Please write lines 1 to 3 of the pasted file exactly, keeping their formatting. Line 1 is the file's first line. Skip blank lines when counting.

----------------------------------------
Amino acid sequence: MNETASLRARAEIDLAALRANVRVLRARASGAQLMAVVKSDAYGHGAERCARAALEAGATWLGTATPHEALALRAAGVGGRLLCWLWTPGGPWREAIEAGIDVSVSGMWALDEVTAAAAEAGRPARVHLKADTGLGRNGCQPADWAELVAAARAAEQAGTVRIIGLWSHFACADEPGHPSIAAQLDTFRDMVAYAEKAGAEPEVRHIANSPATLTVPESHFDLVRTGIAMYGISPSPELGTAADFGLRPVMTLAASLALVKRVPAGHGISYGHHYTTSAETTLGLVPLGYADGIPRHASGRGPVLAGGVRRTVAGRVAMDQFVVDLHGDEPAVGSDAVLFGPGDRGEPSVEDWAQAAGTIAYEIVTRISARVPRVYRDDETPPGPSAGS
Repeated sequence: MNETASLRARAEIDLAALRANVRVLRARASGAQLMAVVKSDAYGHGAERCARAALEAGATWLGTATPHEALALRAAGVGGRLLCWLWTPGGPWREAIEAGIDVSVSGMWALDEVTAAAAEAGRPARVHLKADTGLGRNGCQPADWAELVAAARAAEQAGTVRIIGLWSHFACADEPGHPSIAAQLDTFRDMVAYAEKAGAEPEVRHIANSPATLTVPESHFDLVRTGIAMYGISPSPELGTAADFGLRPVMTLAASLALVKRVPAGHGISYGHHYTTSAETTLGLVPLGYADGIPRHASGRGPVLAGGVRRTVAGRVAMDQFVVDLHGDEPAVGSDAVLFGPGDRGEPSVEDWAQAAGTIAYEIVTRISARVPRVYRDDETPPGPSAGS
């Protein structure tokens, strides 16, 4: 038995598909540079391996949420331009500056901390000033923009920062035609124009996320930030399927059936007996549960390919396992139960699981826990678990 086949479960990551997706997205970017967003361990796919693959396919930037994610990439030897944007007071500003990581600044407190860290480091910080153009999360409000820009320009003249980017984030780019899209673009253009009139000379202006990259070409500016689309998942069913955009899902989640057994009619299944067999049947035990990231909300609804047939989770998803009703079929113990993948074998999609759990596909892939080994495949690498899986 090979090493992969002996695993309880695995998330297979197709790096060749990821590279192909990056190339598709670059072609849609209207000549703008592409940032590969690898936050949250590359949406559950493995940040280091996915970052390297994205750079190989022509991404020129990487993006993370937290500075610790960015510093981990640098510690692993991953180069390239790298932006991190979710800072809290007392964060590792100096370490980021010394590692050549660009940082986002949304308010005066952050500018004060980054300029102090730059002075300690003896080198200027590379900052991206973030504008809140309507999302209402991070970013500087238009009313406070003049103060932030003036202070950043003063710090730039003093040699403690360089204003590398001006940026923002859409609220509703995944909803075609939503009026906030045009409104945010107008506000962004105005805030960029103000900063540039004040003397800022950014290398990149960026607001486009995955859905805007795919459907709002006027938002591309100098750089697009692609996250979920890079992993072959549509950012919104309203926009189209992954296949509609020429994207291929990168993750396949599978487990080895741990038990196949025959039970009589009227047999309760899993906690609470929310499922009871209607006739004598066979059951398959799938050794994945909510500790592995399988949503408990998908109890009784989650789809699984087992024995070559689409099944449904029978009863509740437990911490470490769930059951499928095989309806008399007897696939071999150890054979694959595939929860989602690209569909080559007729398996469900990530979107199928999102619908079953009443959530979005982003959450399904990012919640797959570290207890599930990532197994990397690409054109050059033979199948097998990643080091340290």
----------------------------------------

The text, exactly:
Amino acid sequence: MNETASLRARAEIDLAALRANVRVLRARASGAQLMAVVKSDAYGHGAERCARAALEAGATWLGTATPHEALALRAAGVGGRLLCWLWTPGGPWREAIEAGIDVSVSGMWALDEVTAAAAEAGRPARVHLKADTGLGRNGCQPADWAELVAAARAAEQAGTVRIIGLWSHFACADEPGHPSIAAQLDTFRDMVAYAEKAGAEPEVRHIANSPATLTVPESHFDLVRTGIAMYGISPSPELGTAADFGLRPVMTLAASLALVKRVPAGHGISYGHHYTTSAETTLGLVPLGYADGIPRHASGRGPVLAGGVRRTVAGRVAMDQFVVDLHGDEPAVGSDAVLFGPGDRGEPSVEDWAQAAGTIAYEIVTRISARVPRVYRDDETPPGPSAGS
Repeated sequence: MNETASLRARAEIDLAALRANVRVLRARASGAQLMAVVKSDAYGHGAERCARAALEAGATWLGTATPHEALALRAAGVGGRLLCWLWTPGGPWREAIEAGIDVSVSGMWALDEVTAAAAEAGRPARVHLKADTGLGRNGCQPADWAELVAAARAAEQAGTVRIIGLWSHFACADEPGHPSIAAQLDTFRDMVAYAEKAGAEPEVRHIANSPATLTVPESHFDLVRTGIAMYGISPSPELGTAADFGLRPVMTLAASLALVKRVPAGHGISYGHHYTTSAETTLGLVPLGYADGIPRHASGRGPVLAGGVRRTVAGRVAMDQFVVDLHGDEPAVGSDAVLFGPGDRGEPSVEDWAQAAGTIAYEIVTRISARVPRVYRDDETPPGPSAGS
């Protein structure tokens, strides 16, 4: 038995598909540079391996949420331009500056901390000033923009920062035609124009996320930030399927059936007996549960390919396992139960699981826990678990 086949479960990551997706997205970017967003361990796919693959396919930037994610990439030897944007007071500003990581600044407190860290480091910080153009999360409000820009320009003249980017984030780019899209673009253009009139000379202006990259070409500016689309998942069913955009899902989640057994009619299944067999049947035990990231909300609804047939989770998803009703079929113990993948074998999609759990596909892939080994495949690498899986 090979090493992969002996695993309880695995998330297979197709790096060749990821590279192909990056190339598709670059072609849609209207000549703008592409940032590969690898936050949250590359949406559950493995940040280091996915970052390297994205750079190989022509991404020129990487993006993370937290500075610790960015510093981990640098510690692993991953180069390239790298932006991190979710800072809290007392964060590792100096370490980021010394590692050549660009940082986002949304308010005066952050500018004060980054300029102090730059002075300690003896080198200027590379900052991206973030504008809140309507999302209402991070970013500087238009009313406070003049103060932030003036202070950043003063710090730039003093040699403690360089204003590398001006940026923002859409609220509703995944909803075609939503009026906030045009409104945010107008506000962004105005805030960029103000900063540039004040003397800022950014290398990149960026607001486009995955859905805007795919459907709002006027938002591309100098750089697009692609996250979920890079992993072959549509950012919104309203926009189209992954296949509609020429994207291929990168993750396949599978487990080895741990038990196949025959039970009589009227047999309760899993906690609470929310499922009871209607006739004598066979059951398959799938050794994945909510500790592995399988949503408990998908109890009784989650789809699984087992024995070559689409099944449904029978009863509740437990911490470490769930059951499928095989309806008399007897696939071999150890054979694959595939929860989602690209569909080559007729398996469900990530979107199928999102619908079953009443959530979005982003959450399904990012919640797959570290207890599930990532197994990397690409054109050059033979199948097998990643080091340290």